The soft landscaping requirement is expressed as a percentage of the rear yard area depending on the lot’s frontage:
- Where a lot frontage is greater than 6.0m, a minimum 50% of the rear yard area must be soft landscaping.
- Where a lot frontage is equal to or less than 6.0m, a minimum 25% of the rear yard area must be soft landscaping
Unlike the laneway suite bylaw, the garden suite footprint is included in this calculation and of course is not considered to be soft landscaping.
Platforms & Encroachments
A raised platform (balcony or terrace) is permitted so long as it does not encroach into the required minimum setbacks and separations and is no higher than 4.0m above grade. The platform also must not exceed 10% of the garden suite’s interior floor area. Where a platform is situated on a side or at the rear of the garden suite, a 1.5m high opaque privacy screen must be provided.
A platform at grade is permitted to encroach into the required rear yard separation up to a maximum of 1.5m, so long as it does not exceed 0.3m in height above grade. The size and orientation of this platform would of course be subject to the landscaping requirements described above.
Number of structures/units: A maximum of one garden suite is permitted on a lot and a lot may not have both a garden and a laneway suite. A garden suite must be a single self-contained residential unit.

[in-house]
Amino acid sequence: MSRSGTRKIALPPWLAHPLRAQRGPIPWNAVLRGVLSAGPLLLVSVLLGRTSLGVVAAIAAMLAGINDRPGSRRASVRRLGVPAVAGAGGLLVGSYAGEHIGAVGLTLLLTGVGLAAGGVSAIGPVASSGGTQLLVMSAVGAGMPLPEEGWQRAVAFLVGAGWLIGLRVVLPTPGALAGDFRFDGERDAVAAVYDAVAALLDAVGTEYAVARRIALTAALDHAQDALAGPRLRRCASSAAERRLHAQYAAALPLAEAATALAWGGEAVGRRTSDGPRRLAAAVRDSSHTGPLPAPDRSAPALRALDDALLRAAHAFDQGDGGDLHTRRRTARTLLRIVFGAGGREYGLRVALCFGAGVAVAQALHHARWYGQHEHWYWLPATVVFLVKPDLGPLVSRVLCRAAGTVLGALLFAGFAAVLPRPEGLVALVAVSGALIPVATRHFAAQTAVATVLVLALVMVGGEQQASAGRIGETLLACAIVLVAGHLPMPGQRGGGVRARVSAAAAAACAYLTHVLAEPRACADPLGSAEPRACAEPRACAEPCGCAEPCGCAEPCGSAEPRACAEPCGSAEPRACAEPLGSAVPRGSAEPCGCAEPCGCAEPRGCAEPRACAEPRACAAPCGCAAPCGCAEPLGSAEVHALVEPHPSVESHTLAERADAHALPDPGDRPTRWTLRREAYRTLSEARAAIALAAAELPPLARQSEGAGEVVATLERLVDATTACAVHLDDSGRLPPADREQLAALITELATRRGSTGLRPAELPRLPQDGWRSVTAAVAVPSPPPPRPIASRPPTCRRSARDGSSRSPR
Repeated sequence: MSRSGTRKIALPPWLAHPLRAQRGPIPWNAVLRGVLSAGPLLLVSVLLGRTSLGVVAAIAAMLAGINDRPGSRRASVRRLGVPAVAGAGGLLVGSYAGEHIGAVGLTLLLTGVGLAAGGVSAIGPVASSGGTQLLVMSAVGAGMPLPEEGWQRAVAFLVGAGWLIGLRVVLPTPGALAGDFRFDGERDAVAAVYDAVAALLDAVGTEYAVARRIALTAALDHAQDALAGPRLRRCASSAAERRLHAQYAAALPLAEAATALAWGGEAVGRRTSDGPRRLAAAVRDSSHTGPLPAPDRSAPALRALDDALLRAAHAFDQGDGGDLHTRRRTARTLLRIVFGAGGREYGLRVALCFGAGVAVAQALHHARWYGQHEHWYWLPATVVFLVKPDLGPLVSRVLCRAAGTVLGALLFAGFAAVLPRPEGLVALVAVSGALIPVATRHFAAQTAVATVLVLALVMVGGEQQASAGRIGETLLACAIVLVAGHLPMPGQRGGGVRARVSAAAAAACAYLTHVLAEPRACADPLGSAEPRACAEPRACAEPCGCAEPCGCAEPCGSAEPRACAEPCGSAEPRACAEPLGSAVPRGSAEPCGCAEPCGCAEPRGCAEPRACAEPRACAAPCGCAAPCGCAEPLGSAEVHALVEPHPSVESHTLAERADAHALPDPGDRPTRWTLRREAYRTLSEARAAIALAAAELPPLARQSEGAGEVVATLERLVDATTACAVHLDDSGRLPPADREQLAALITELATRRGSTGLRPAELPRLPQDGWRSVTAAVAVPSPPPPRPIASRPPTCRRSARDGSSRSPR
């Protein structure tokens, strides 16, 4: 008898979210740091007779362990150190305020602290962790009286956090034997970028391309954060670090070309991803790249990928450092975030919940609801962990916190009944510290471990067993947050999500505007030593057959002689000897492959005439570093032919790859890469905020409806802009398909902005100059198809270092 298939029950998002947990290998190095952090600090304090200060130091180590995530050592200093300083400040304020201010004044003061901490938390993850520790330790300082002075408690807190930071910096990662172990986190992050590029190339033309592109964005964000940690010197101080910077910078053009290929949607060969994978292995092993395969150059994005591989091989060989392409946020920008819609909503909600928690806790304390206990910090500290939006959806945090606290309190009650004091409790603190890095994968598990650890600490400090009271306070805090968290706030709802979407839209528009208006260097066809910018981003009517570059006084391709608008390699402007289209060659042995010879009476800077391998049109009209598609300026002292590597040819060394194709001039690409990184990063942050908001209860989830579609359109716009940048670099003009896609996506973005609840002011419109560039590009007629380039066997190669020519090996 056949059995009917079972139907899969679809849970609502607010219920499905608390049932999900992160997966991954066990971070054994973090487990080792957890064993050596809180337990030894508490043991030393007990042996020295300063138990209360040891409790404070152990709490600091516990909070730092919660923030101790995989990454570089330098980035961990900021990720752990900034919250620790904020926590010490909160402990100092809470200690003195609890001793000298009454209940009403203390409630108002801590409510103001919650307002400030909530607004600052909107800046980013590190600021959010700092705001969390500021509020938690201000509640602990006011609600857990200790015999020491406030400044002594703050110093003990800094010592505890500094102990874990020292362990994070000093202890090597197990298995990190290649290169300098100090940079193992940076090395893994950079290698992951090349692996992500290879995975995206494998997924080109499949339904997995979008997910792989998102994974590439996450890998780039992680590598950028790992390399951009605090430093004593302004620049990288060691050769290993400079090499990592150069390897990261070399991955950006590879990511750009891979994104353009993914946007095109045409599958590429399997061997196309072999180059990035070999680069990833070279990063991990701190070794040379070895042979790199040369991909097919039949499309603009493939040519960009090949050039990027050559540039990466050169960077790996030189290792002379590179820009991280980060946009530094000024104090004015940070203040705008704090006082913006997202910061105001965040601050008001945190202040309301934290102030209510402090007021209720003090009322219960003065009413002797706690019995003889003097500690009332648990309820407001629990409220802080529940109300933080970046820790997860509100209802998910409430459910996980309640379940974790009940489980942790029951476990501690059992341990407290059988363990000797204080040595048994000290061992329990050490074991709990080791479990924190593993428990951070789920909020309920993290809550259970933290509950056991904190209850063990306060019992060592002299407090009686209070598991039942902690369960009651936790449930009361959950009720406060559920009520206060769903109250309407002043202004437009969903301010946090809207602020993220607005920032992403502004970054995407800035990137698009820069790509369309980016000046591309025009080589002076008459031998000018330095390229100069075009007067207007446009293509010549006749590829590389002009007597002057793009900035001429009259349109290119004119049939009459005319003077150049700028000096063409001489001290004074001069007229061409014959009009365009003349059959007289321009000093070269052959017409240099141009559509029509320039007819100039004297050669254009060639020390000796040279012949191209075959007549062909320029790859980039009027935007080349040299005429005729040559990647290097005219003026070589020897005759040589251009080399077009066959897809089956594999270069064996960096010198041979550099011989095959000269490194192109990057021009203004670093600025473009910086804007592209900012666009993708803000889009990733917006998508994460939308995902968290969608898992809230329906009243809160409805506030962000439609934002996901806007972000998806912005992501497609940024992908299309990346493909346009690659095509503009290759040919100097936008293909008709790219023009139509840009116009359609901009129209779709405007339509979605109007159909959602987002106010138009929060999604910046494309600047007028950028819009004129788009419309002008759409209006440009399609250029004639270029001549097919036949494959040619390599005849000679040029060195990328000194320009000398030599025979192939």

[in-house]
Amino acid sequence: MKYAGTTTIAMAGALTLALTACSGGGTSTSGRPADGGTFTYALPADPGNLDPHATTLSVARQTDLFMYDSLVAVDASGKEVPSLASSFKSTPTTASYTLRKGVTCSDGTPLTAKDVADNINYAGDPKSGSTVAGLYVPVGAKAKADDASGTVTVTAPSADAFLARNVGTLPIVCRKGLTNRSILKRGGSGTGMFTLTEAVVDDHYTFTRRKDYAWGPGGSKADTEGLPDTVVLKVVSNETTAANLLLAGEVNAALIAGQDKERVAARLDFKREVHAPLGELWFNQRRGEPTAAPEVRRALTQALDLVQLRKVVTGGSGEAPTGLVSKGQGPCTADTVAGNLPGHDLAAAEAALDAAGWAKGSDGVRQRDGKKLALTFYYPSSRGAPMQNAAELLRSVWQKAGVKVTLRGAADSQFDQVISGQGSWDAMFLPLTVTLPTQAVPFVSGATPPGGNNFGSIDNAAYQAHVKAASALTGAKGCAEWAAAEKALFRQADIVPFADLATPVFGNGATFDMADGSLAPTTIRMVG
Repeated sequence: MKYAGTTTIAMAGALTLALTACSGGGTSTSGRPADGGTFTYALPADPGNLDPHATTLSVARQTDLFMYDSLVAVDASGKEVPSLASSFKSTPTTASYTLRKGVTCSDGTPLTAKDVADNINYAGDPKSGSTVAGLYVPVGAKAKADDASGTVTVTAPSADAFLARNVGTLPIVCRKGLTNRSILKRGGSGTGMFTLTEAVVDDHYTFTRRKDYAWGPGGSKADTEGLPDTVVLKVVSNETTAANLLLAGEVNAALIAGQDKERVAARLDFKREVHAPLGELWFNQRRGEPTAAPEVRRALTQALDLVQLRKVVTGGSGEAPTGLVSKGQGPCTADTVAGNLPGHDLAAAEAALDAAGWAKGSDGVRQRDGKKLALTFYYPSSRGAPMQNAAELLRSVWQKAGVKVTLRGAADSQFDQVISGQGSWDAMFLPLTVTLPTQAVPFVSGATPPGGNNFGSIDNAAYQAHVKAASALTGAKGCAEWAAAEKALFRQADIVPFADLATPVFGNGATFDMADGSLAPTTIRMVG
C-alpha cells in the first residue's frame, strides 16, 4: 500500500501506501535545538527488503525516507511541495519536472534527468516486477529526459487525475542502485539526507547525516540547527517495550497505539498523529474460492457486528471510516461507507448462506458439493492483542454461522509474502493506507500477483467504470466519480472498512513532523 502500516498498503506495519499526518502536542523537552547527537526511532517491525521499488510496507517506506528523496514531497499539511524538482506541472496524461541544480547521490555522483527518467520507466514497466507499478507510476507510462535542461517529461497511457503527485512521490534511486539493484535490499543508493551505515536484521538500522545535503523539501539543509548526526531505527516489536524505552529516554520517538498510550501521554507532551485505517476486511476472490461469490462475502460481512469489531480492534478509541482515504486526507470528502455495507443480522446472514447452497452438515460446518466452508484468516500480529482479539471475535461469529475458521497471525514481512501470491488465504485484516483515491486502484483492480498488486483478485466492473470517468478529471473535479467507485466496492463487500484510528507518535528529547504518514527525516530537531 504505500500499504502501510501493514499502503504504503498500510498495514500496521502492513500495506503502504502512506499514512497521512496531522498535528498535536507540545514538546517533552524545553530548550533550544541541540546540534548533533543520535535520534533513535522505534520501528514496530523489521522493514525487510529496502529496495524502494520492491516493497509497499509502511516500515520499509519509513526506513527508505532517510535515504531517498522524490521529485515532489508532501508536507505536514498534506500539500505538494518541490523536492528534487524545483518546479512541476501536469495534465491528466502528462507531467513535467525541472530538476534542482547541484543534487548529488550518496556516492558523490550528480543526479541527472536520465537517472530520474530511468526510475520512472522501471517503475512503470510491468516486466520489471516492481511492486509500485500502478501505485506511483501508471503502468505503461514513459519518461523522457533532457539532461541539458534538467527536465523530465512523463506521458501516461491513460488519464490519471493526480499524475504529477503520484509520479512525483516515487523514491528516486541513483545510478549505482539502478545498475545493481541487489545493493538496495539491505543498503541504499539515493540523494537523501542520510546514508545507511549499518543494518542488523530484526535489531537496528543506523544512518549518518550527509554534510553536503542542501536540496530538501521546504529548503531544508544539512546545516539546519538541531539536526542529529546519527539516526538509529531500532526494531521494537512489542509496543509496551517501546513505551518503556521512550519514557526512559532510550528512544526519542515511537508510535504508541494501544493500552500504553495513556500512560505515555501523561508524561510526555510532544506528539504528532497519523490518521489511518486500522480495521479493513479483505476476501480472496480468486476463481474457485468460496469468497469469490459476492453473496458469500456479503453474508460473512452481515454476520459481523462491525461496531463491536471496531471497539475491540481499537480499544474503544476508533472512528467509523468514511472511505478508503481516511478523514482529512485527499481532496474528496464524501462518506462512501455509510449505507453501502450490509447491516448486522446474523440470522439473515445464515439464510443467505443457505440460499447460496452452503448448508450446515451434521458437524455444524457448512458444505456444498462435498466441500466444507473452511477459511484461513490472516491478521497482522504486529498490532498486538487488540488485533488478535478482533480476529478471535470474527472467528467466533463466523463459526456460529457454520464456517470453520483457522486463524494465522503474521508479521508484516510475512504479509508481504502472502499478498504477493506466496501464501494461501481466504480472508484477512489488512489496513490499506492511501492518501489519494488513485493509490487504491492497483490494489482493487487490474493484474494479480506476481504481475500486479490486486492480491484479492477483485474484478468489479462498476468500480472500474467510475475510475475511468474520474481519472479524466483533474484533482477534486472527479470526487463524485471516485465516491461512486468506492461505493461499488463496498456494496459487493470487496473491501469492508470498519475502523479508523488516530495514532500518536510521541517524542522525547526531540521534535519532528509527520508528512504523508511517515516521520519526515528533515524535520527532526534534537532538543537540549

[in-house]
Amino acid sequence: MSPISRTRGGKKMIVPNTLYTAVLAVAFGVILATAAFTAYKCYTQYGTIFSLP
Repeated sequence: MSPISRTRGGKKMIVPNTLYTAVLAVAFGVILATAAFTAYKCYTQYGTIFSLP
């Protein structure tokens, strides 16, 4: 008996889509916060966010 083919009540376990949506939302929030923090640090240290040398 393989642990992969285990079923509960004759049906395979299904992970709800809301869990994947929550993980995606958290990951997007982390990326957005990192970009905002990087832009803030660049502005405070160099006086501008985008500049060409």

Height Encroachments: Skylights may exceed the building height and angular plane restrictions by 0.3m. Equipment used for the functional operation of the building may exceed the building height by 1.0m, subject to setbacks from the roof perimeter.
Area Relative to Main House: The interior floor area of the garden suite must be less than the gross floor area of the primary residence.
Parking: No additional parking space is required for the garden suite, however parking allocations for the primary dwelling would still apply. Two bicycle parking spaces must be provided with the garden suite.
While our team remains cautiously optimistic, we are very pleased to see how this framework has evolved from the early recommendations made in June. The draft policy here has been refined to be more concise while accounting for many diverse lot conditions across our beloved city.
We anticipate this draft to be presented before council early in 2022, with the hope of having a final ratified bylaw by the late Spring or early Summer. In the meantime, be sure to follow our social media and newsletter for ongoing updates on the policy’s final stages of development. For more information direct from the municipality, you can visit the official garden suites webpage here.
Our team is now officially preparing free Garden Suite Property Reports based on this most recent zoning bylaw amendment. To receive your complimentary report, send your address and/or survey to firstname.lastname@example.org. Our team will respond with a complete review within a single business day.
We remain anxiously, but patiently in wait for what promises to be a whole new frontier in urban infill housing for our city.